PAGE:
The Belgian trial in any case represents yet another step toward establishing the principle of universal jurisdiction as a bulwark for human rights because of its potential for punishing those who violate such rights. As an idea it is actually not so startling as might seem at first glance. As long ago as the 19th century, for example, it was widely agreed that the crimes of piracy and slave-trading could be prosecuted by any nation no matter where they took place. The notion here was that such actions were an affront to the values of the international community generally, and thus any member of that community not only had a right but perhaps even a duty to uphold those values by prosecuting offenders within their grasp. Recent developments are simply a logical continuation of these historical examples.

Not everyone approves of the trend toward universal jurisdiction in dealing with human rights abuses. The common fear expressed is that the rights of national sovereignty, not to mention important diplomatic interests, may be seriously compromised by those asserting such jurisdiction. Henry A. Kissinger, in The Pitfalls of Universal Jurisdiction, an article in the July/August 2001 issue of Foreign Affairs, referred to the danger of substituting the tyranny of judges for that of governments, and concluded that we must not allow legal principles to be used as weapons to settle political scores. The concerns about universal jurisdiction, however, are surely outweighed by the goal of ensuring that those committing evil acts will one day face at least an increased possibility of prosecution and punishment for their conduct.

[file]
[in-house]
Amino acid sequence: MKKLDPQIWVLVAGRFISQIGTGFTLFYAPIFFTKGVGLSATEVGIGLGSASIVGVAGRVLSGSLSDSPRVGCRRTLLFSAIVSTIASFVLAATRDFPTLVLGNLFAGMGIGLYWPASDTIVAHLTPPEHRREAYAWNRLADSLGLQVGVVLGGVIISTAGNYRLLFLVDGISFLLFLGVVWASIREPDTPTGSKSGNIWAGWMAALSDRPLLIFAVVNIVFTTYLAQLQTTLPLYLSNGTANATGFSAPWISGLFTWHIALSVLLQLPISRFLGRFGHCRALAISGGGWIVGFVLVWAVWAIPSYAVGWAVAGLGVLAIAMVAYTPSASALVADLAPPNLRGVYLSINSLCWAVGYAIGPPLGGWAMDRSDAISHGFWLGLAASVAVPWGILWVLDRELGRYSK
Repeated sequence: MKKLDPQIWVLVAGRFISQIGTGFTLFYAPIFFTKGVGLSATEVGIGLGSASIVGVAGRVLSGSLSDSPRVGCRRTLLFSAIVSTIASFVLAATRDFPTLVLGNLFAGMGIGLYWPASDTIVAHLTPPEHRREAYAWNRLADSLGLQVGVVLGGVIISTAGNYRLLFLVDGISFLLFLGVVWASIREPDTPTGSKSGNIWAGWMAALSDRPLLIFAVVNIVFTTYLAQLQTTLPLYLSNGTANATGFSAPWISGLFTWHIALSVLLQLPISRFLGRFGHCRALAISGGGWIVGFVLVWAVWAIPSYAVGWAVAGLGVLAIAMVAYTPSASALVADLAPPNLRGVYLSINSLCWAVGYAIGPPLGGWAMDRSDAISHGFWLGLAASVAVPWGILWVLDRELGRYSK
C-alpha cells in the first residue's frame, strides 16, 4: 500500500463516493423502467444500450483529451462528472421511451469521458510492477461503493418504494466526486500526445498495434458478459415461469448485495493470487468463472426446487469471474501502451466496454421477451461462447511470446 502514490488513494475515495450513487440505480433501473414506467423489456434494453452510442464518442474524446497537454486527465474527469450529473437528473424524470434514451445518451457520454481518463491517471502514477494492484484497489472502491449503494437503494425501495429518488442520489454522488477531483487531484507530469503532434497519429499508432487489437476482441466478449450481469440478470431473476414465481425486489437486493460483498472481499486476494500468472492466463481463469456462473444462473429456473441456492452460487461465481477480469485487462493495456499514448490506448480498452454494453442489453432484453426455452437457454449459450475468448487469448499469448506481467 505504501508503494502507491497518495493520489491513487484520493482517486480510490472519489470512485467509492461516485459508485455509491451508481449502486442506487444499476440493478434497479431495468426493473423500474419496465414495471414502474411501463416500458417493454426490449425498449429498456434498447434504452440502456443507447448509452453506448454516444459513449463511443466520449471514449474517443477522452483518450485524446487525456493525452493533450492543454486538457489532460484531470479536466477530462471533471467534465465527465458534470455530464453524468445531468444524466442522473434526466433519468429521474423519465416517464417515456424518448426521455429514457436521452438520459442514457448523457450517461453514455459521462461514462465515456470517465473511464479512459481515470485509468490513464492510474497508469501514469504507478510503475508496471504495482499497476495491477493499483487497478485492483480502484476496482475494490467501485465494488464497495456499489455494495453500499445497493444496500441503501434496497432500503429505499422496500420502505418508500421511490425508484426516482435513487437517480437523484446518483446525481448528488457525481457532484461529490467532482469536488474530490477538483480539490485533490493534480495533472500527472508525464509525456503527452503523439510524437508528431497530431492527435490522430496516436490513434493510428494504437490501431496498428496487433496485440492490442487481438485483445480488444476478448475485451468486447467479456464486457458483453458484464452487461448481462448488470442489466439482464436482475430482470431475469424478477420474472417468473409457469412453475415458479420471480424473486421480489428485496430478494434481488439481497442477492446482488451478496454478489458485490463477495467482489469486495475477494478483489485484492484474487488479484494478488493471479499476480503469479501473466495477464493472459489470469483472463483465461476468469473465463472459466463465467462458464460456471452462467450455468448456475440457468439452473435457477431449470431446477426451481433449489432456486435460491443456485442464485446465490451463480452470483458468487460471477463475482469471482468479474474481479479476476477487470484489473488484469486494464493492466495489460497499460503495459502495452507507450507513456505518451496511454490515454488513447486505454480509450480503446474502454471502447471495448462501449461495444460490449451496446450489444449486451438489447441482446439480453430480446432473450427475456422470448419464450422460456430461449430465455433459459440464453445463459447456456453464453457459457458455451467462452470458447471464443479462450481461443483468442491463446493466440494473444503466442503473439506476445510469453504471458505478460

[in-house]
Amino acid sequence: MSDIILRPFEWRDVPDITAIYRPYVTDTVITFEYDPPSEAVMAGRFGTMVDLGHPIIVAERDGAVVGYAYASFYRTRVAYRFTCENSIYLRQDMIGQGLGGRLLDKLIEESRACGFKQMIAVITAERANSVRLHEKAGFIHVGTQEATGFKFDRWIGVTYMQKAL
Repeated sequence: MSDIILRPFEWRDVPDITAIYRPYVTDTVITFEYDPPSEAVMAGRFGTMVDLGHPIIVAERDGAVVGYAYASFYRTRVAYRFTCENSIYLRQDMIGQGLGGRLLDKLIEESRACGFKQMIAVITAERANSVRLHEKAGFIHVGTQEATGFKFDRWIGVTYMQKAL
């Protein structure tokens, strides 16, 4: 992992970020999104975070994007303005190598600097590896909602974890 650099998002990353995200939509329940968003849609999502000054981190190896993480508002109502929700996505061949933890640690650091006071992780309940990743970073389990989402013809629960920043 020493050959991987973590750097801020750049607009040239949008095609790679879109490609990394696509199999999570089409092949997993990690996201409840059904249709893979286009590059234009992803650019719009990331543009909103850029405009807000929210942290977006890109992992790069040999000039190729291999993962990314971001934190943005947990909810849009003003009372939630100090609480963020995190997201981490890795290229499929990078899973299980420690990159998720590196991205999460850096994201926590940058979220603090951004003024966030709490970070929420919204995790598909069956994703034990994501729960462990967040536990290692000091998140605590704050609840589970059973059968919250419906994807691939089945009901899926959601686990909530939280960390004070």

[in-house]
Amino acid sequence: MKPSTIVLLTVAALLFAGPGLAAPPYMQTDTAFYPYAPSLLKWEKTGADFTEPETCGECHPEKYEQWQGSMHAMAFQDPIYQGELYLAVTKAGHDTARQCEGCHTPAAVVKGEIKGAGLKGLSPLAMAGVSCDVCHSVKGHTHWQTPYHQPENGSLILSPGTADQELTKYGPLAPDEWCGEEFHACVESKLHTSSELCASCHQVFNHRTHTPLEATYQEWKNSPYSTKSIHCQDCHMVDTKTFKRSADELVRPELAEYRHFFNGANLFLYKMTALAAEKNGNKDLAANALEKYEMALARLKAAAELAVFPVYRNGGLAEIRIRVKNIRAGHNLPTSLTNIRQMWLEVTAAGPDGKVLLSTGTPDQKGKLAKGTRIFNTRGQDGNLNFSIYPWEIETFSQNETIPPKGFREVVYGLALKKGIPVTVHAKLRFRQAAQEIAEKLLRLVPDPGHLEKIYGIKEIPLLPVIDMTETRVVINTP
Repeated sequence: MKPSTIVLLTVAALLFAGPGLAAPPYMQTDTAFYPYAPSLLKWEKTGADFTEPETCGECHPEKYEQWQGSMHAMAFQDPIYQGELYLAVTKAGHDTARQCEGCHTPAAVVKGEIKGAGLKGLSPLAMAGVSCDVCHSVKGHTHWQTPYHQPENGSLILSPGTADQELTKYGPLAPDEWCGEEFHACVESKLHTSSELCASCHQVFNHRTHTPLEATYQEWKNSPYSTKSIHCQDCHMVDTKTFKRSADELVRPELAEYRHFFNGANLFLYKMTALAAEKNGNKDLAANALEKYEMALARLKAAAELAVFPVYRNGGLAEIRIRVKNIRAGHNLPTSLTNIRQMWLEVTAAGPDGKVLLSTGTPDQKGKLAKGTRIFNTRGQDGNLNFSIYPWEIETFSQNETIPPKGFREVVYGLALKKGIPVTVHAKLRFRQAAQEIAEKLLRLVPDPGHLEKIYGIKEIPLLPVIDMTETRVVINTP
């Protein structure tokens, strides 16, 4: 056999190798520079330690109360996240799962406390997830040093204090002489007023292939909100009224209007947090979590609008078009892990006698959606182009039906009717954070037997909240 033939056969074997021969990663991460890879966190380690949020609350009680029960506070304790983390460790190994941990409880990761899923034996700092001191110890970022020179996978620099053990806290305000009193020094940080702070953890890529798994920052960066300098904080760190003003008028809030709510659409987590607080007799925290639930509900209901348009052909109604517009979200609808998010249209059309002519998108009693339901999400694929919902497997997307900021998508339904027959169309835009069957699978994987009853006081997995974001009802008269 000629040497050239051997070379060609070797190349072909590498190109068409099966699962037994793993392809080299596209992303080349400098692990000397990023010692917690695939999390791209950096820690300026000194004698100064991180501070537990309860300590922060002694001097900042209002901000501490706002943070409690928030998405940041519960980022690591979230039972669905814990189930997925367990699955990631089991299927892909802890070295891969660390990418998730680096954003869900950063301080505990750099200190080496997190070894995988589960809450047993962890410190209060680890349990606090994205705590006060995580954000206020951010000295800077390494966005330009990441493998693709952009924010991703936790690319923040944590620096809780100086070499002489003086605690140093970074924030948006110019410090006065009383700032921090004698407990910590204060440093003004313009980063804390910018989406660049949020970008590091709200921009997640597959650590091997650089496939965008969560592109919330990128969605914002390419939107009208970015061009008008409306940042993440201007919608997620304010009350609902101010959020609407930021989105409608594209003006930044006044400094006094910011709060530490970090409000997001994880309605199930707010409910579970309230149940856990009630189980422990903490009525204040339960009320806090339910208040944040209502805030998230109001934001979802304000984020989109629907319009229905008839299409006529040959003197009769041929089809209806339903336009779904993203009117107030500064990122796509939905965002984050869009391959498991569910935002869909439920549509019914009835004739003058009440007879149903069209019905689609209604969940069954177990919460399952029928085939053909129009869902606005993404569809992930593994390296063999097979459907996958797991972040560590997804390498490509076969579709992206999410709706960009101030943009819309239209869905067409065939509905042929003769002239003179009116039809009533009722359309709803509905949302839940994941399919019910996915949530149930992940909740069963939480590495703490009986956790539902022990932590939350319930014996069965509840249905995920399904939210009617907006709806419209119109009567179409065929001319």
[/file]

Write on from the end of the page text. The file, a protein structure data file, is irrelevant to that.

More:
To be sure, we have the international tribunals such as those at the Hague for the former Yugoslavia and at Arusha for Rwanda, but an increasing use of national courts around the world to supplement these limited efforts would seem to be an important requirement for a more just and humane world. Fortunately, an increasing number of countries are establishing universal jurisdiction provisions within their domestic legal codes to deal with human rights violations. The time may be rapidly approaching when all this may begin to have a real deterrent effect on those tempted to commit such crimes.

STEPHEN A. GARRETT is a professor at the Monterey Institute of International Studies in Monterey, Calif.